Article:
SLO Chapter News
An attractive member of the Asteraceae (Sunﬂower) family Senecio elegans is an erect annual herb, up to 1 ft. tall and to 1.5 ft. wide. It is native to Southern Africa and is distributed along coastal California. In northern San Luis Obispo County there are groups at San Simeon Point and at the other end of the county in the Guadalupe-Nipomo Dunes.
San Luis Obispo County dunes, and the Oceano dunes surrounding Oso Flaco Lake in particular, are awesome places that are full of rare plants and at least three rare natural communities, as defined by the Manual of California Vegetation …
Beginning in 2015, an LA-based investment group, in partnership with a prominent local landowner and local planning firm, began the process of seeking to develop a large residential project in the City of San Luis Obispo at the corner of Los Osos Valley Road and Calle Joaquin. The project, known as the Froom Ranch Specific Plan (FRSP)
Once again Lauren Brown and Linda Chipping did preliminary organizing for the banquet, and Lauren was the master coordinator for the evening….
Our chapter owes a great deal of gratitude to Bill Waycott for his excellent leadership, and to Diana, his wonderful wife, for her contributions as well. Bill will be staying on the Board as Field Trips Chair, and therefore we will not lose his wisdom. The torch now passes to Melissa Mooney,
We are pleased to honor the Atascadero Land Preservation Society (ALPS) with our CNPSSLO Community Award. President Mike Orvis and Vice President John Goers accepted the award at our 2020 Banquet.
The Hoover Award is given to members who have made an exceptional contribution to the local chapter, and is selected by a committee of past awardees. Our 2019 recipient is John Doyle.
Participate in the new effort to use digital images to investigate phenological change in a biodiversity hotspot – California.
A member of the Asteraceae family, bull thistle is an annual herb native to Europe and is widespread in California and listed as a noxious weed in Colorado, New Mexico, Oregon and Washington. It is found in every state in the U.S. and on every continent except Antarctica. It is a problem in some natural areas such as Yosemite National Park, California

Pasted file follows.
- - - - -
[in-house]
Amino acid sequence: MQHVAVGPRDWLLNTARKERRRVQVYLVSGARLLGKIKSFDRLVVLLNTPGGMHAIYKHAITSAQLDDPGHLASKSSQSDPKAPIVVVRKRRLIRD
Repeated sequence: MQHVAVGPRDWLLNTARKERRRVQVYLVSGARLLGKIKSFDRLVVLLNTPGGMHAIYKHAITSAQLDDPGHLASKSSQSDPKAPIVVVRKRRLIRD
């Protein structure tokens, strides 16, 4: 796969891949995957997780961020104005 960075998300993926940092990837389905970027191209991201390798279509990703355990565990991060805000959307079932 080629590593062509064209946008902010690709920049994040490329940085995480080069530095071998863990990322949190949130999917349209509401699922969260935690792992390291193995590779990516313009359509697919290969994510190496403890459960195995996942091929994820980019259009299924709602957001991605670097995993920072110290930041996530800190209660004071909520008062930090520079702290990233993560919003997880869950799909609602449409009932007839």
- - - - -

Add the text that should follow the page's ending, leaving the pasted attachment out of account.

New Zealand spinach belongs to a family of flowering plants, Aizoaceae, that is primarily native to the Southern Hemisphere. New Zealand spinach is, in fact native to Southern Africa but has spread to New Zealand and is apparently a serious weed throughout southern Australia. Obviously, it has also been introduced into North America and Eurasia.
Native Plant Sale This Saturday – November 2, 9am-2pm – Pacific Beach High School (at Target Intersection), SLO
Elegant clarkia gets that name because its flowers are beautiful (and elegant) and the plant stands tall (up to 3 feet or more) which adds to its elegance.
Heather Johnson has a new watercolor for us to use on the cover of this issue of Obispoensis. It’s most commonly identified around the central coast as miner’s lettuce (Claytonia (Montia) perfoliata). The situation where a leaf blade base appears to be passed through (perforated) by its stem is said to be perfoliate.
The annual CNPS SLO plant sale fundraiser will be held at Pacific Beach High School, 11950 Los Osos Valley Road SLO (at the Target intersection) from 9am-2pm on Saturday November 2, 2019. Volunteers needed.
This CNPS-SLO chapter workshop will provide a short lecture followed by field trips to local native plant gardens and a nursery.
our chapter had the opportunity to work with Bev Gingg and Learning Among the Oaks, a program that has been working to introduce young children to the oak woodland community at the Santa Margarita Ranch, and, more recently, at the Pismo Preserve
This plant was used for a variety of uses throughout California. The Chumash made a tea to put on poison oak to relieve the symptoms. They also made a felt cone from the dried leaves to burn on a patients skin to cauterize a wound.
The cover of the May-June Obispoensis features a watercolor of Matilija poppy, Romneya coulteri, by Heather Johnson. Dirk Walters provides an introduction and notes to the description written by Alice Meyer back in the 1970’s or early 80’s for the local Audubon Chapter Newsletter.